Using the 2007 Spiritual Life Study of Chinese Residents data, this article examines the association between religious faith and happiness in China. We treat religious faith as a multidimensional construct and explore the possible effects of religious identity, belief, and practice on happiness among Chinese citizens. We find that having a religious identity in general was not significantly associated with happiness, while religious belief and practice—in particular attending religious services—was negatively associated with happiness. Different denominations were found to have different associations with happiness. The most consistent and robust results show that Daoist beliefs or practices and all dimensions of Christianity were negatively associated with happiness. While having a Buddhist identity and high frequency of Buddhist practices were associated with increased happiness, Buddhist beliefs or practices were found to be unrelated to happiness. We offer the social contextual perspective and the religious oligopoly theory as possible explanations of these findings. As religion expands constantly to play a more important role in China and as the government strives to build a happier society, the findings from this study offer timely implications and help lead to more rigorous research on this understudied topic.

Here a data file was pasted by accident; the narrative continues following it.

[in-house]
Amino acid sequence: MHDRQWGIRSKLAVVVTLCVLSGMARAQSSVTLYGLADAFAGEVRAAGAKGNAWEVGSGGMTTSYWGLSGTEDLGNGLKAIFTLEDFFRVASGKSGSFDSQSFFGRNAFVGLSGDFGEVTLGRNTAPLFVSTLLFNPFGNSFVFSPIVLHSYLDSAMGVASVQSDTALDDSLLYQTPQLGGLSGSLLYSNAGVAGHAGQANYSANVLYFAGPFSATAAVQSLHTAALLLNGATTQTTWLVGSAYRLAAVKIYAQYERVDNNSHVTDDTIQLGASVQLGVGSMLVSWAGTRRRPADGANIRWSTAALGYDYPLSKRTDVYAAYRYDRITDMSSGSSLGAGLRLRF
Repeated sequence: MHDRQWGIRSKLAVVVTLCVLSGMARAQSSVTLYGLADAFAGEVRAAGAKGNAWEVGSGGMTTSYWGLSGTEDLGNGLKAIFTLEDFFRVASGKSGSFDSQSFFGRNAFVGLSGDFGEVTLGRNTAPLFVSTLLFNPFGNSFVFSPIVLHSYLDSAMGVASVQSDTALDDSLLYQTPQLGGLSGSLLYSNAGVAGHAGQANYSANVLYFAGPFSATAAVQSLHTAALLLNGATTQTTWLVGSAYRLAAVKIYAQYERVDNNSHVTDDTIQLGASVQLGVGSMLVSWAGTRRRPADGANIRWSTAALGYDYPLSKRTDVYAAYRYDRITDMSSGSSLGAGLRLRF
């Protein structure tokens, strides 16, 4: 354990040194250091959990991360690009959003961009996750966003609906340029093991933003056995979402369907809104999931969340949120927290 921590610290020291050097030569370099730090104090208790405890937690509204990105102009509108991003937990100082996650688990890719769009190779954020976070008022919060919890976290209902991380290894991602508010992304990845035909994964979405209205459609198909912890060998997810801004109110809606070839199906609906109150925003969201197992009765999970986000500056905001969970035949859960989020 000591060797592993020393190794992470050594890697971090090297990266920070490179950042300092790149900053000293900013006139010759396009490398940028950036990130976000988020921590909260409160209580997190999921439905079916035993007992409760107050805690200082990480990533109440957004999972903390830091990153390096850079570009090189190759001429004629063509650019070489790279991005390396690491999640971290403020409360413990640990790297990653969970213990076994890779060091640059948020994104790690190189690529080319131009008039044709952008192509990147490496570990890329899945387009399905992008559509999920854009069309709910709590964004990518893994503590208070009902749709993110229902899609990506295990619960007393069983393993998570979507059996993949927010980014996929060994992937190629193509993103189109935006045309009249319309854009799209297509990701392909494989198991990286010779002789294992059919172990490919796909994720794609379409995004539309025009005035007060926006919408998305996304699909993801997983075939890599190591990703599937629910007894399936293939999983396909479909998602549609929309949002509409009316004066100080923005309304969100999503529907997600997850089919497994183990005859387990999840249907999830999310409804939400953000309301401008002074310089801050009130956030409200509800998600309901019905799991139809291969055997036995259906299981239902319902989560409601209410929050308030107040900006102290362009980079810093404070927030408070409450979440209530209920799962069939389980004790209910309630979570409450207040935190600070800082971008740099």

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We thank the editors and three anonymous reviewers for very helpful comments and suggestions. We are also grateful to Fenggang Yang for support and guidance.
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Lu, J., Gao, Q. Faith and Happiness in China: Roles of Religious Identity, Beliefs, and Practice. Soc Indic Res 132, 273–290 (2017). https://doi.org/10.1007/s11205-016-1372-8
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